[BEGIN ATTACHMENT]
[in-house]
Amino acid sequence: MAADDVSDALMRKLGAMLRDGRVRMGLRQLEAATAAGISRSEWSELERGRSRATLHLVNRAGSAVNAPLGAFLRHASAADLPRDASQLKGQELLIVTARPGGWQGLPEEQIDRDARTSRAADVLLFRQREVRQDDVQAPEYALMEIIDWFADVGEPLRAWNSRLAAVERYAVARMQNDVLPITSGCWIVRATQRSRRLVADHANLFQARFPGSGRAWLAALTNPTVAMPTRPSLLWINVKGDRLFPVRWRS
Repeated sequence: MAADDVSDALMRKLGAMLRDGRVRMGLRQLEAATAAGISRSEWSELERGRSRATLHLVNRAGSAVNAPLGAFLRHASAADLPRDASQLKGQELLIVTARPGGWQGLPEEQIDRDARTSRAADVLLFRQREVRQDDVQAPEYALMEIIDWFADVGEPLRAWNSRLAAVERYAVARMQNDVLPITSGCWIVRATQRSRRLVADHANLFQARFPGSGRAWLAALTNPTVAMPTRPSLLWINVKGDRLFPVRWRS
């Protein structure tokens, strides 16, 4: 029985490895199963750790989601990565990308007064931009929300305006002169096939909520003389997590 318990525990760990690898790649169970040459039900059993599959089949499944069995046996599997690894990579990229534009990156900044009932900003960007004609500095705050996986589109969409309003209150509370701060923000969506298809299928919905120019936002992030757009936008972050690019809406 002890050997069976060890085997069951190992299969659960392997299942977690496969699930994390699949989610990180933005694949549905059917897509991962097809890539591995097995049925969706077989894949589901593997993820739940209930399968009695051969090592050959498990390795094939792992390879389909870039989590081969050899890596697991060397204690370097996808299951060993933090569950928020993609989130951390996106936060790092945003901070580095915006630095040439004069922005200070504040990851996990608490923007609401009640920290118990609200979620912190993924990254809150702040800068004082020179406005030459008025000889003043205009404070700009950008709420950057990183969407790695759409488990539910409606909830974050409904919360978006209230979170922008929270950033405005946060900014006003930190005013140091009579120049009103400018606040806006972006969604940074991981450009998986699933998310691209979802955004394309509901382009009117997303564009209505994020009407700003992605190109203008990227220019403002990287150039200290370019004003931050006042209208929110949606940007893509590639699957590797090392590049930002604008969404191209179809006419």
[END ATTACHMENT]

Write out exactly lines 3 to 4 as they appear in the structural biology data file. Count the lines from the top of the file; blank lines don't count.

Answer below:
Repeated sequence: MAADDVSDALMRKLGAMLRDGRVRMGLRQLEAATAAGISRSEWSELERGRSRATLHLVNRAGSAVNAPLGAFLRHASAADLPRDASQLKGQELLIVTARPGGWQGLPEEQIDRDARTSRAADVLLFRQREVRQDDVQAPEYALMEIIDWFADVGEPLRAWNSRLAAVERYAVARMQNDVLPITSGCWIVRATQRSRRLVADHANLFQARFPGSGRAWLAALTNPTVAMPTRPSLLWINVKGDRLFPVRWRS
């Protein structure tokens, strides 16, 4: 029985490895199963750790989601990565990308007064931009929300305006002169096939909520003389997590 318990525990760990690898790649169970040459039900059993599959089949499944069995046996599997690894990579990229534009990156900044009932900003960007004609500095705050996986589109969409309003209150509370701060923000969506298809299928919905120019936002992030757009936008972050690019809406 002890050997069976060890085997069951190992299969659960392997299942977690496969699930994390699949989610990180933005694949549905059917897509991962097809890539591995097995049925969706077989894949589901593997993820739940209930399968009695051969090592050959498990390795094939792992390879389909870039989590081969050899890596697991060397204690370097996808299951060993933090569950928020993609989130951390996106936060790092945003901070580095915006630095040439004069922005200070504040990851996990608490923007609401009640920290118990609200979620912190993924990254809150702040800068004082020179406005030459008025000889003043205009404070700009950008709420950057990183969407790695759409488990539910409606909830974050409904919360978006209230979170922008929270950033405005946060900014006003930190005013140091009579120049009103400018606040806006972006969604940074991981450009998986699933998310691209979802955004394309509901382009009117997303564009209505994020009407700003992605190109203008990227220019403002990287150039200290370019004003931050006042209208929110949606940007893509590639699957590797090392590049930002604008969404191209179809006419």